To illustrate that possibility, Caulkins engages in some half-serious cost-benefit analysis that involves prohibition premiums, demand elasticities, drug use survey data, and quality-adjusted life-years (QALYs). He suggests a scenario in which legalization doubles cannabis dependence while tripling dependence on cocaine, heroin, and cocaine. If you assign a value of $100,000 to each QUALY and assume a "QALY loss per case" of 0.1 for cannabis and 0.2 for the other drugs, Caulkins says, you can show that "prohibition may prevent enough drug dependence to warrant spending as much as $112 billion per year, well in excess of the roughly $50 billion per year now spent on drug control." Even if you throw in $25 billion for the QALY losses of "almost 500,000 drug law violators behind bars" (a subject that Columbia epidemiologist Ernest Drucker considers in his chapter on mass incarceration), prohibition still looks like a bargain, Caulkins says—provided you ignore every other cost associated with the war on drugs, including several that are difficult or impossible to quantify. (Alejandro Madrazo Lajous, a professor of legal studies at the Mexican research center CIDE, discusses some of those hard-to-calculate costs in a chapter about the impact of the drug war on civil liberties in Mexico, Colombia, and the U.S.)

Caulkins admits that his calculation "is extremely rough," although "it has the virtue of being parsimonious." He emphasizes that "the purpose of this calculation is certainly not to argue that prohibition offers a net benefit of $112 billion - $50 billion = $62 billion," since "for many reasons it is not possible to make such a calculation." He explains that "there is enormous uncertainty surrounding every component of the calculations, and intelligent people can disagree about what value to place on averting a year of dependence vs. a year of incarceration." (In their chapter on marijuana legalization, UCLA public policy professor Mark Kleiman and Jeremy Ziskind, an analyst at BOTEC, Kleiman's consulting firm, make a similar point: "It is possible to imagine doing an elaborate cost-benefit analysis of legalising cannabis, but doing so in practice would require one to predict the extent of changes in variables that cannot even be accurately measured in the present, and to perform implausible feats of relative valuation.") The main impression left by Caulkins' discussion is that you can make calculations like this demonstrate anything you want about prohibition, depending on which costs and benefits you decide to include, the way you measure them, and the weights you assign to them.

As Caulkins notes, these decisions are unavoidably influenced by value judgments. For someone who rejects coercive paternalism on moral grounds, no amount of drug abuse prevention can justify forcibly preventing people from engaging in pleasurable activities that harm no one, exposing undeterred drug users to the hazards associated with prohibition, or arresting and imprisoning people for engaging in peaceful, consensual transactions. These burdens are analogous to the costs borne by source and transit countries, since they are imposed on people who do not benefit from them even under paternalistic assumptions.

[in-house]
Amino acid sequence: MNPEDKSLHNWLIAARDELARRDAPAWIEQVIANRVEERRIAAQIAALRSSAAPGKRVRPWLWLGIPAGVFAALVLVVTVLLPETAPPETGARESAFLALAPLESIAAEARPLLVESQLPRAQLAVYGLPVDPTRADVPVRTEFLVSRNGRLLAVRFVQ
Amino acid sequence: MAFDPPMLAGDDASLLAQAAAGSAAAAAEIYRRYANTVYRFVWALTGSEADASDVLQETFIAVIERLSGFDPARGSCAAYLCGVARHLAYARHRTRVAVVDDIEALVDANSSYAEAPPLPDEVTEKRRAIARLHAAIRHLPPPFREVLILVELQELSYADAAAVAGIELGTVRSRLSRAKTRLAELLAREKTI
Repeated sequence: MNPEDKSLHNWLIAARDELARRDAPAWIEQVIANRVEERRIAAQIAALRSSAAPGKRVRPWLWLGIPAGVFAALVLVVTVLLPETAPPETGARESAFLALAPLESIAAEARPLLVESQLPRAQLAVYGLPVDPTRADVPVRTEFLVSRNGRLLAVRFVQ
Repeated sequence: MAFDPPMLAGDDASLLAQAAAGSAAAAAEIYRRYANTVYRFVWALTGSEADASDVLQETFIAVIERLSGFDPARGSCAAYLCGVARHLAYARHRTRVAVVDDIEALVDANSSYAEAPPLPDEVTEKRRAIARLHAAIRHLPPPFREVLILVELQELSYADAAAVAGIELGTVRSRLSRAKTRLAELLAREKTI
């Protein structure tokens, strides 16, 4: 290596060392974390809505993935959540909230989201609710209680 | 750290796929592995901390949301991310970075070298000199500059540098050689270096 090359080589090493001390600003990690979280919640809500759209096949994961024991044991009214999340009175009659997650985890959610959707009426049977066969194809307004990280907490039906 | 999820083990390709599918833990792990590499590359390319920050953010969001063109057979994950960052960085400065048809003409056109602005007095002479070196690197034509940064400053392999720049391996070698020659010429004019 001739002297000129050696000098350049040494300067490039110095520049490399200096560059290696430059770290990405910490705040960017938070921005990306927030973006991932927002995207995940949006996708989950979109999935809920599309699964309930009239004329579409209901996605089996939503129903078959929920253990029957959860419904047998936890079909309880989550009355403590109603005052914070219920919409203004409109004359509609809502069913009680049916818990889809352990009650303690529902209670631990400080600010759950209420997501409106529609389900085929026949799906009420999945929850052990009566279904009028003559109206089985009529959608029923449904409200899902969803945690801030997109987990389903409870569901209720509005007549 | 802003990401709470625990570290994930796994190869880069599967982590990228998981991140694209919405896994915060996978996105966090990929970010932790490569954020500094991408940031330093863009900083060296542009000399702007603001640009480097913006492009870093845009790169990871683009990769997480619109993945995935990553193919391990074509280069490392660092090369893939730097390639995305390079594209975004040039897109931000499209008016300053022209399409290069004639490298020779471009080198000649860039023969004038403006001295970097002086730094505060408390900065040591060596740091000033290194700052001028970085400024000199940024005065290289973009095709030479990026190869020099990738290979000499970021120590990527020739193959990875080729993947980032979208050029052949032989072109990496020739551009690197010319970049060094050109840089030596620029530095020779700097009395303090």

While the LSE report mentions "human rights" a few dozen times, it emphasizes abuses that occur as side effects of prohibition, as opposed to the violations of liberty inherent in trying to dictate which substances people may put into their bodies. It suggests that criminal penalties for drug users are unfair, or at least misguided, but does not question the justice or wisdom of punishing their suppliers. In the introduction, Collins claims "this report sets out a roadmap for finally ending the drug wars." Yet instead of challenging the moral premises underlying the war on drugs, it ends up advocating what Caulkins calls "a kinder, gentler prohibition."

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  • wheelock||

    "there is enormous uncertainty surrounding every component of the calculations, and intelligent people can disagree about what value to place on averting a year of dependence vs. a year of incarceration."

    Well gee why can't I just have both?

  • Notorious G.K.C.||

    So is this one of those Significant Reports which gets filed and forgotten, except by subsequent researchers? Or is this one of those reports which moves (or reflects) the public mind, thus giving policymakers the space to back off from their dumber ideas?

  • Agammamon||

    Its one of those reports with 'interesting and important stuff' that 'clearly needs more research so please give us money so we can keep our phoney-baloney jobs gentlemen'.

  • Agammamon||

    And I must admit, I'm not convinced that the unemployed son spending 17 hours in the basement of his mother's house working on his Doom 3 is making a grand contribution

    Easy answer - no.

    Ending the War on Drugs is de-facto ending prohibition. Once the entrapment and enforcement apparatus that's been built up to enforce prohibition is gone then so is any teeth to prohibition. There is no carrot here, only stick, and once that stick is gone there's no way left for you to stop people from using 'illegal' drugs.

  • ||

    Why cant they just admit they don't want to lose their women to the jazz man? Prohibition lite is still an evil endeavour. Baby steps I guess.

  • ||